Trigger Warning: Child Abuse By now, Canadians know the name Jeffrey Baldwin well. The boy, only five years old and twenty-one pounds when he died, spent years confined with his three siblings in his grandparents' home, slowly starving. Although Jeffrey died in 2002, a coroner's inquest into his death started last year, and has been a
Trigger Warning: Child Abuse
By now, Canadians know the name Jeffrey Baldwin well. The boy, only five years old and twenty-one pounds when he died, spent years confined with his three siblings in his grandparents’ home, slowly starving. Although Jeffrey died in 2002, a coroner’s inquest into his death started last year, and has been a fixture in the news cycle since. His grandparents, Elva Bottineau and Norman Kidman were convicted of second-degree murder in 2006. They both received life sentences. He and his sister were locked in an unheated bedroom, fed irregularly, left to drink out of the ensuite toilet, and beaten.
Jeffrey loved Superman and dreamed of flying. His father, Richard Baldwin, told the Toronto Star that “[Jeffrey] tried jumping off the chair. We had to make him stop. He dressed up (as Superman) for Halloween one year … He was so excited. I have that picture at home hanging on my wall. He was our little man of steel.”
As who’ve watched the story unfold in the news over the years, Canadians have been deeply affected — both horrified by the crime, and moved by Jeffrey’s dreams. Like Amanda Reed of Action, who raised funds to plant a garden in Jeffrey’s honor, and Todd Boyce of Ottawa, who raised over $36 thousand dollars on Indiegogo to construct a bronze statute of Jeffrey in Toronto’s Greenwood park. In his campaign pitch, Boyce said,
Jeffrey’s statue will be constructed in a manner to allow children to interact with. This will in a sense, allow children to play with Jeffrey, a neglected, abused child that was prevented from having any friends to play with himself during his short life. Jeffrey was a vulnerable little boy who deserved so much more than what he got. Our statue will honour Jeffrey, a boy who never had a chance to grow up.
This memorial will become a centrepiece tribute within Greenwood Park, Toronto. It will be a symbol to everyone about how important it is to be diligent about reporting suspected instances of child abuse to prevent another needless death such as Jeffrey’s.
But today the Star reported that DC Entertainment has blocked Boyce from using Superman’s shield in this statue. Amy Genkins, senior VP of business and legal affairs, told him via email that “for a variety of legal reasons, we are not able to accede to the request, nor many other incredibly worthy projects that come to our attention.”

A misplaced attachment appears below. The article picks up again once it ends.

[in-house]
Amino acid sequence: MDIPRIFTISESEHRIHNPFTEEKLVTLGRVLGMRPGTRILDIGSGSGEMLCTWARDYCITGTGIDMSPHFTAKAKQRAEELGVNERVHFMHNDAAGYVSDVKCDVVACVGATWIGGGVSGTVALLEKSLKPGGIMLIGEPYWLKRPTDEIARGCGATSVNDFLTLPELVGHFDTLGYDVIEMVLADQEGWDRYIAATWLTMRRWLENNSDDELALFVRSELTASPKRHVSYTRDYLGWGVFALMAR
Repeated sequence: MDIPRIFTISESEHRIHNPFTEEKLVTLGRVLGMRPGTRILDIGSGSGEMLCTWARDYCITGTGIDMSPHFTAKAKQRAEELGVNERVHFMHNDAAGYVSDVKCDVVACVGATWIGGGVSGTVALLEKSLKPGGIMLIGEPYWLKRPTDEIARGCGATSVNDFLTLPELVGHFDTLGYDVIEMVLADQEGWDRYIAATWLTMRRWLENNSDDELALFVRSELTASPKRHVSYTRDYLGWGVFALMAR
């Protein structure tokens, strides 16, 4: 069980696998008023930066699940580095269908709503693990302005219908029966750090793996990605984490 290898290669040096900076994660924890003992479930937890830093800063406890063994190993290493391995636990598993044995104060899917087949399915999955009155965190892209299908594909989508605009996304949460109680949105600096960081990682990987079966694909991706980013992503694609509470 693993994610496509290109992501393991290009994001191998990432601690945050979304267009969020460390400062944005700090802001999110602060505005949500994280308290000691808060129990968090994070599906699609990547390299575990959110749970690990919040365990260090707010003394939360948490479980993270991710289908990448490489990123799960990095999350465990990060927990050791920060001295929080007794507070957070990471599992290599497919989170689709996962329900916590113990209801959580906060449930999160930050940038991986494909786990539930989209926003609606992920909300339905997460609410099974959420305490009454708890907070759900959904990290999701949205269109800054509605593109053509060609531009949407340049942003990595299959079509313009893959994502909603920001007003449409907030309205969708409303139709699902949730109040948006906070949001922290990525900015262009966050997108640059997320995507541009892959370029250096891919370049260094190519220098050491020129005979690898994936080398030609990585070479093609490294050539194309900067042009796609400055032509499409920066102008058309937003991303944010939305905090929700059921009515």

Boyce has decided to push forward with the monument in an altered form. He is worried, though, that without the Superman motif, the statue will lose some of its power. “It’s the image of a vulnerable boy dressed up as the most invulnerable character in the universe.”
Boyce noted that he understands DC’s position — they need to protect their copyright, after all and may not wish to open themselves up to accusations of bias, should they approve one use of the Superman shield and not another. He speculated that they may not wish to have their brand associated with child abuse.
And while I understand DC’s position too — of course we all do, as corporate rights and privileges are difficult to ignore — no one could infer from the proposed monument that DC Entertainment in any way countenanced the actions of Jeffrey’s grandparents. And no one would associate Superman with child abuse in any way but this: that he gave hope to and inspired dreams in a child in the most desperate of circumstances.
I was reminded by a Twitter friend of these words from Christopher Reeves:
It’s very hard for me to be silly about Superman, because I’ve seen firsthand how he actually transforms people’s lives. I have seen children dying of brain tumors who wanted as their last request to talk to me, and have gone to their graves with a peace brought on by knowing that their belief in this kind of character really matters. It’s not Superman the tongue-in-cheek cartoon character they’re connecting with; they’re connecting with something very basic: the ability to overcome obstacles, the ability to persevere, the ability to understand difficulty and to turn your back on it. [Christopher Reeve] – Time, (March 14, 1988)
And so while we all understand DC’s position very well, we all too see clearly that this was an opportunity for DC to act with grace and understanding, and to live up to the ideals espoused by one of their biggest, most profitable properties. This was a chance for DC to acknowledge Jeffrey’s life and his love for a character who let him dream of flying.